15 The Review Group considers that the Scottish Government's proposed Common Good Fund registers should be only one of a series of measures to bring about more major reforms as part of improving Scotland's system of Common Good Funds. The Group consider that a new statutory framework should be developed to modernise Common Good law, which currently relies on the interpretation of a long history of case law. The Group considers that a modernised statutory framework could be enacted through a new Common Good Act to replace the current Act from 1419.

Beneficiaries

16 Central to the modernisation of Common Good Funds is re-establishing a more direct link between Common Good land and the local communities where that land occurs.

17 Common Good case law makes reference to the fact that local government Councillors have a fiduciary duty to burgh inhabitants and that in holding title to Common Good land as part of that, they have similar responsibilities to that of Trustees. As Lord Drummond Young observed in a Court of Session appeal case in 2003, "It (common good property) was thus the ordinary property of a burgh, held for the general purposes of the community. It is owned by the community, and the town council or other local authority is regarded in law as simply the manager of the property, as representing the community". However, under the current legislation, local authorities only have a legal duty to "have regard to the interests of the inhabitants to which the common good related" prior to the 1975 local government re-organisation.[20]

18 This duty does require Councils to consider the interests of the inhabitants in each area from which the Common Good property they manage originated. However, the duty gives Councils considerable discretion as to how they fulfil this duty and the standards of direct engagement with the local communities involved is typically very limited. The proposals in the current Community Empowerment Bill would require Councils "to have regard to guidance issued by Scottish Ministers in relation to the management and use of property that forms part of the common good".[21] This provision, if enacted, could be used to help improve the standard and consistency of engagement with the local communities within the existing legal framework. This could include such matters as the provision of adequate accounts, involvement in management decisions and direct benefit from any net income generated by the Common Good land in their area.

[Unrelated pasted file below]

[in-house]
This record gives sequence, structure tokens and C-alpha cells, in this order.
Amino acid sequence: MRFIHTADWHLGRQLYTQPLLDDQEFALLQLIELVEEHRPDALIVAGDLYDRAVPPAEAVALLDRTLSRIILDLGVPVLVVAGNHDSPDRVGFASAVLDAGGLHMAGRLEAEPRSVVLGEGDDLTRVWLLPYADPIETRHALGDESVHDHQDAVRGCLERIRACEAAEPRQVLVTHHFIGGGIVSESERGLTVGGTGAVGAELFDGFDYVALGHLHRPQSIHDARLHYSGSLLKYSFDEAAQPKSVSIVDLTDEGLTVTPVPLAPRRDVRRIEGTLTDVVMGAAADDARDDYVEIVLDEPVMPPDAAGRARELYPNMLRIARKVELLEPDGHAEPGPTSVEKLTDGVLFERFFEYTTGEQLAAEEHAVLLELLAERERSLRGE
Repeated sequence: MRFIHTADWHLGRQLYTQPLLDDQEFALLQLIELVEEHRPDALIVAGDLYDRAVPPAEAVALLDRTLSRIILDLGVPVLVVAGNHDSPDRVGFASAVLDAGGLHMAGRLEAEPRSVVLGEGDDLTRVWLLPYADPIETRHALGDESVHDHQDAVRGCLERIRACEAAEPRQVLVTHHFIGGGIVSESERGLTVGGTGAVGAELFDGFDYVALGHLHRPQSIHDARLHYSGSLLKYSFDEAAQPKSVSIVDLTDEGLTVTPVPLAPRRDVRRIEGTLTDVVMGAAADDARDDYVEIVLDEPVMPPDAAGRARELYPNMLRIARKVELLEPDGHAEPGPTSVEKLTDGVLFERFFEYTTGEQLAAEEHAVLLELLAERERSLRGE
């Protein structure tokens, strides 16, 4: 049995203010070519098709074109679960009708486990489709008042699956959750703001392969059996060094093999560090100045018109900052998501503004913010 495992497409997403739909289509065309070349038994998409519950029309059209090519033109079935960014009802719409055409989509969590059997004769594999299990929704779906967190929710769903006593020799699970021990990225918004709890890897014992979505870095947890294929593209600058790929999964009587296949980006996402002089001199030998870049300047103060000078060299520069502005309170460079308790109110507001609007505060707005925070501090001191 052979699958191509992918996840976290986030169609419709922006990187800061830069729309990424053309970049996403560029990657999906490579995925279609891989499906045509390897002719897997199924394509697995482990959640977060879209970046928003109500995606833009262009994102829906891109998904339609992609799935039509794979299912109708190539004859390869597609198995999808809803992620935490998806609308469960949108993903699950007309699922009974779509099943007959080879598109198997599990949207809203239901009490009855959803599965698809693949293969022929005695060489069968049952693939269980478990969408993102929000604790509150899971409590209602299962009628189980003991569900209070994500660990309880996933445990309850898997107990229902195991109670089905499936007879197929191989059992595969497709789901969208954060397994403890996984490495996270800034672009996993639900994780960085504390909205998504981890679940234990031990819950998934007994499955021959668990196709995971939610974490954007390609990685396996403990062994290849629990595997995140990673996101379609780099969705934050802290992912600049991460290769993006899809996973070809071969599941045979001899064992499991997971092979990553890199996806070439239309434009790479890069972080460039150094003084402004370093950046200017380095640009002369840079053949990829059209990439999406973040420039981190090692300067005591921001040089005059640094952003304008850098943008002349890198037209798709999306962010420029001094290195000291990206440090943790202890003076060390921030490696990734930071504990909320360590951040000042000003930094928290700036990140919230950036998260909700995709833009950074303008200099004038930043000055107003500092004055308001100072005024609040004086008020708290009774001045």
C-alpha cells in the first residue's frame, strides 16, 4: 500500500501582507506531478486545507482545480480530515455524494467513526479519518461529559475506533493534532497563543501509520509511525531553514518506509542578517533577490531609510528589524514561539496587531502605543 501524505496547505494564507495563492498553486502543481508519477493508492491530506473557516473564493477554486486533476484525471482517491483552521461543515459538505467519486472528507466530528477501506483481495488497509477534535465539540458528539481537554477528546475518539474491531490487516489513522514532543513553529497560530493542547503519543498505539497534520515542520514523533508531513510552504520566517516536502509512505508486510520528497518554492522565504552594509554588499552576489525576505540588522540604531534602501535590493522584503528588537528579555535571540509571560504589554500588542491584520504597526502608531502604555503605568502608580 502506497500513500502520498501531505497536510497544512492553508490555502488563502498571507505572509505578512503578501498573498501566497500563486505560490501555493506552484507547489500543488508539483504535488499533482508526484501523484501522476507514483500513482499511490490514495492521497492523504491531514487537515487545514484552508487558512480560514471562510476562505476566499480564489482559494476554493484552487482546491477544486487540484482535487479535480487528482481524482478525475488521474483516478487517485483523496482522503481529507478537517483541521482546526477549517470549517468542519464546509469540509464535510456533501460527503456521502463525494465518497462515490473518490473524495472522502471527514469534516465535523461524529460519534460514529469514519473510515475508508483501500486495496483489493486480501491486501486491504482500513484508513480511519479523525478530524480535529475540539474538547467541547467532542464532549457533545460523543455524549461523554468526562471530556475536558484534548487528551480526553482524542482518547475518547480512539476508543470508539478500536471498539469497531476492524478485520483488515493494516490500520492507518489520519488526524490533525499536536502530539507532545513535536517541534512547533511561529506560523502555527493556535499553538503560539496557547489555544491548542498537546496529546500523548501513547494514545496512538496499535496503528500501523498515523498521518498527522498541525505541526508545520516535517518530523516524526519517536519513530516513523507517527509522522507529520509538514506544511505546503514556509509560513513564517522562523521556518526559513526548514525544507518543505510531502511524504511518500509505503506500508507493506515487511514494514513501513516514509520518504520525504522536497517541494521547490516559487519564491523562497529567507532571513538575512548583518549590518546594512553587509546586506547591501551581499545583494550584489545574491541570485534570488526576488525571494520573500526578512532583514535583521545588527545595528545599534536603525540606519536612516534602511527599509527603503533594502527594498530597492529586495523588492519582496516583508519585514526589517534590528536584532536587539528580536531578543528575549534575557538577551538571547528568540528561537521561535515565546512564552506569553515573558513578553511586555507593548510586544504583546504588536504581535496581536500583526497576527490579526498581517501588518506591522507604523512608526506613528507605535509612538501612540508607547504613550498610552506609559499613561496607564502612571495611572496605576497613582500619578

19 The Review Group considers that such measures should be the first steps in re-establishing the direct link between the Common Good lands and these local communities. There is scope for legislation to be developed that could give these communities rights to take over the management of the Common Good land in their area and indeed, to re-gain local ownership of it. However, an early requirement in improving the position over Common Good land is to identify who those 'local communities' are. This may not be straightforward in many situations. It might be noted that, while the administrative functions of the Town Councils responsible for the burghs were abolished in 1975, Scotland's Royal Burghs still exist as legal entities and the boundaries of all burghs can be clearly mapped. However, in many situations, the 'inhabitants' living within those boundaries might no longer be considered to be the community due to the urban renewal and expansion since the boundaries were last defined historically.

20 The Review Group considers that Common Good land should be recognised more clearly as one of Scotland's oldest and most enduring forms of community land ownership, and something which plays an important part in the historic, cultural and economic heritage of Scotland's towns and cities. A reformed system of Common Good Funds would safeguard that heritage, while enabling Common Good lands to play a more progressive role in the public interest in urban areas and as part of that, become a valuable part of revitalising community land ownership in urban Scotland. A modern statutory framework would clarify the status of Common Good land as a distinct form of land tenure. This could open up the scope for it to become used by local communities outwith the 197 former burghs, where communities hold particular types of property as Common Good lands to protect them from disposal.

21 The Review Group considers that the position over Common Good lands should be improved to ensure they are adequately safeguarded and appropriately managed. The Group recommends that a new statutory framework should be developed to modernise the arrangements governing Common Good property.